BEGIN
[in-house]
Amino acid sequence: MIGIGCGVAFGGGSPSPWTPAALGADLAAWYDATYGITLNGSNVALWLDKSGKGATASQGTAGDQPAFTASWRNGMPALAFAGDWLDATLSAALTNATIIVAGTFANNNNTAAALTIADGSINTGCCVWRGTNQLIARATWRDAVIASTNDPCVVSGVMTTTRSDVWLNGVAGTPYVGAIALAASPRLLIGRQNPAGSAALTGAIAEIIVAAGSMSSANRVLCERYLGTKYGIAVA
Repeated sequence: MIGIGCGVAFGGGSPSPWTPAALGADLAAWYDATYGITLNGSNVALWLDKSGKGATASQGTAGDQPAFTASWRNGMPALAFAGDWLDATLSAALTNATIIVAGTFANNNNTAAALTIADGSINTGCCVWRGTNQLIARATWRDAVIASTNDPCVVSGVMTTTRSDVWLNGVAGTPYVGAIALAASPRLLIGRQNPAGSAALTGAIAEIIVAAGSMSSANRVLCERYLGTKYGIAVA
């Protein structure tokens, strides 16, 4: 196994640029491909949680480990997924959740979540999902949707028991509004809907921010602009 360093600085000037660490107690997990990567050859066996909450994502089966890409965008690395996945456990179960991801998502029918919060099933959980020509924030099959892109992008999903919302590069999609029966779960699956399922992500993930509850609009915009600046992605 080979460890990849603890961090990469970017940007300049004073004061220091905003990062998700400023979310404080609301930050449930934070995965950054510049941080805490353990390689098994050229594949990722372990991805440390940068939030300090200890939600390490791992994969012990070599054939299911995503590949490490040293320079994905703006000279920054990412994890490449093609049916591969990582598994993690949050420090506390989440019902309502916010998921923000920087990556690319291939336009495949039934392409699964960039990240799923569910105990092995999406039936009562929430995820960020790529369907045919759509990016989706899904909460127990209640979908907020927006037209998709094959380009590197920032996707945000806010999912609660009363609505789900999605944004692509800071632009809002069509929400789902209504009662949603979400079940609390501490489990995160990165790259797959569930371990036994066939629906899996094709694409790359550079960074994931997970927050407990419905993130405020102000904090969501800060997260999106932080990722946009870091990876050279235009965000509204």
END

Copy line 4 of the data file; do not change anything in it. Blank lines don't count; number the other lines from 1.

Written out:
């Protein structure tokens, strides 16, 4: 196994640029491909949680480990997924959740979540999902949707028991509004809907921010602009 360093600085000037660490107690997990990567050859066996909450994502089966890409965008690395996945456990179960991801998502029918919060099933959980020509924030099959892109992008999903919302590069999609029966779960699956399922992500993930509850609009915009600046992605 080979460890990849603890961090990469970017940007300049004073004061220091905003990062998700400023979310404080609301930050449930934070995965950054510049941080805490353990390689098994050229594949990722372990991805440390940068939030300090200890939600390490791992994969012990070599054939299911995503590949490490040293320079994905703006000279920054990412994890490449093609049916591969990582598994993690949050420090506390989440019902309502916010998921923000920087990556690319291939336009495949039934392409699964960039990240799923569910105990092995999406039936009562929430995820960020790529369907045919759509990016989706899904909460127990209640979908907020927006037209998709094959380009590197920032996707945000806010999912609660009363609505789900999605944004692509800071632009809002069509929400789902209504009662949603979400079940609390501490489990995160990165790259797959569930371990036994066939629906899996094709694409790359550079960074994931997970927050407990419905993130405020102000904090969501800060997260999106932080990722946009870091990876050279235009965000509204």